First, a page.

Still, you can’t have everything.

    No, on second thoughts, you can have everything. I want everything, all the time.

  2. King Cricket

    August 12, 2010 at 3:23 pm

    You want herpes?

    You want the vertical plates of a stegosaurus emerging from your spine?

    You want Giles Clarke in the passenger seat of your car on the way home, lecturing you the entire way?

  3. 1. What, again?

    2. Yes, yes, yes – who doesn’t?

    3. I want this AND a powerful electric cattle prod.

  4. It doesn’t matter what Martin Crowe says – or you and I for that matter. ODIs still generate a lot of revenue in India and ODIs will stay. I am actually for it – I grew up watching ODIs and would be sad to see ’em go. The ’96 World Cup is still one of my favorite tournaments.

  5. Even number of posts – must be my turn again.

    I remember from last year an article here about changing the use of the word “good” when describing pitches. Always ahead of the game, KC. I suspect that it is the recent SL Vs India series that has tipped everyone else over the edge, but it is becoming hard to find anyone that disagrees with you now. Here is Peter Roebuck’s superb article on the subject:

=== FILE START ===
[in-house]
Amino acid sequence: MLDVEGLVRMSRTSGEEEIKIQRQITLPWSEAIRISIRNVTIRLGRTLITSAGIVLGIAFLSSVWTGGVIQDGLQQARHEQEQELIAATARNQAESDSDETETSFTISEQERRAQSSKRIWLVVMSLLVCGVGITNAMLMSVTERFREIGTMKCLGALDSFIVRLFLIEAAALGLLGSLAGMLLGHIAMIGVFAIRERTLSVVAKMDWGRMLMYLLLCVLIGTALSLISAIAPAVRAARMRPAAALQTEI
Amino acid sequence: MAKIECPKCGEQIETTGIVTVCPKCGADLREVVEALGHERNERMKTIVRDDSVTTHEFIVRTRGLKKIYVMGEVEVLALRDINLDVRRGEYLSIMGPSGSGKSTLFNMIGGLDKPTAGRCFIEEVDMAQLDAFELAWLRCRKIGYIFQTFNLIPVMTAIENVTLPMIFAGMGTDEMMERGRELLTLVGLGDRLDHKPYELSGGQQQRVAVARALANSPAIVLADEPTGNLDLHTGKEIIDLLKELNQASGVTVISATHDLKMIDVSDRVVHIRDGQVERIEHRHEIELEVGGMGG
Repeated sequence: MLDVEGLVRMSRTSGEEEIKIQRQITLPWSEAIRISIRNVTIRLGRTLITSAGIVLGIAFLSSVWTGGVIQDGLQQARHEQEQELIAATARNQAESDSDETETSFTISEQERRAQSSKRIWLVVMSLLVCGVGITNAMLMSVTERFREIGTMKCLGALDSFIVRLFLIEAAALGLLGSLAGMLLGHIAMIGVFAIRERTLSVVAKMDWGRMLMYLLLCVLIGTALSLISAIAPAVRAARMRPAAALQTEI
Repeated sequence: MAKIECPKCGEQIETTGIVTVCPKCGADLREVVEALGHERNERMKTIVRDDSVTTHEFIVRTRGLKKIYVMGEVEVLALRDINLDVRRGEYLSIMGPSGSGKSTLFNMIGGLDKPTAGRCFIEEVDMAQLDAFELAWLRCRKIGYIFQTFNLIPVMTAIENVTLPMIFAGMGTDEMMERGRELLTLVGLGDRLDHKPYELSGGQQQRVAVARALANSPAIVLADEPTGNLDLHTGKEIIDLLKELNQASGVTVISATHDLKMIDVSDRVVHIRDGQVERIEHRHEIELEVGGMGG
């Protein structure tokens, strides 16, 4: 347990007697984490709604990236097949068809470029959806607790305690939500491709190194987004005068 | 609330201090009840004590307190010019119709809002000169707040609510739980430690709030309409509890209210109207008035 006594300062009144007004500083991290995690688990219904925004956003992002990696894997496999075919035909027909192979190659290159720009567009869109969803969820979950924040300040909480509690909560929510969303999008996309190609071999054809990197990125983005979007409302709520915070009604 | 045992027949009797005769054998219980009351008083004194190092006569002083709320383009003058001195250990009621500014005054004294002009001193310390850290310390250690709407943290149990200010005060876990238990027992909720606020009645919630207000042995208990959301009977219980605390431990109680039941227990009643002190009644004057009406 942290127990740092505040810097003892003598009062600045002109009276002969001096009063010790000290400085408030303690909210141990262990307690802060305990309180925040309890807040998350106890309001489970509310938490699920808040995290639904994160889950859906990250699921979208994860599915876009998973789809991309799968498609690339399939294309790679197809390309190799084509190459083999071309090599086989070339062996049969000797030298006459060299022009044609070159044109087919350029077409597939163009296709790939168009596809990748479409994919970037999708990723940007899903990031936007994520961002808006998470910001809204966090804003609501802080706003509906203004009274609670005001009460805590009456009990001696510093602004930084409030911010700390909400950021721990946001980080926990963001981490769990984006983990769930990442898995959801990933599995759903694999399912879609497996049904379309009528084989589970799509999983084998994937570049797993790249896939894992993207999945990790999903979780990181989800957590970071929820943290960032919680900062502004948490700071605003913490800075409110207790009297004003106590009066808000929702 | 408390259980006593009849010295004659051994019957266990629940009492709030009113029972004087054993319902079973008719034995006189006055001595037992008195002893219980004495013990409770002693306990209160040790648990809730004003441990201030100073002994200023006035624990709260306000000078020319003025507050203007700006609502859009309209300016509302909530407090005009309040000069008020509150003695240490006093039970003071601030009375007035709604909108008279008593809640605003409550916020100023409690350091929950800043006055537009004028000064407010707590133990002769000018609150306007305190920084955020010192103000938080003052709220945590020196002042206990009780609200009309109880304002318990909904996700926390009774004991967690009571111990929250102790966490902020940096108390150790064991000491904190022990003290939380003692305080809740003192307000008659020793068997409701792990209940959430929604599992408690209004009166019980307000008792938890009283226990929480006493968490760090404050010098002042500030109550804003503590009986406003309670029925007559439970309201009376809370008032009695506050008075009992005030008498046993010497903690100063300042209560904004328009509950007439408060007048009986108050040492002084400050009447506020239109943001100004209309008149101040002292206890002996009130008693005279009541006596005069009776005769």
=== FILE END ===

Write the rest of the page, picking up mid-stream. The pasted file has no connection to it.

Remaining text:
http://www.cricinfo.com/magazine/content/story/471872.html

    It mentions ODIs at some point, so I won’t have it that it isn’t relevant to this article.

  6. I enjoy them more now we have 20-20. They look like serious cricket and indicators of test form by comparison.

    A few less of them might be nice, though.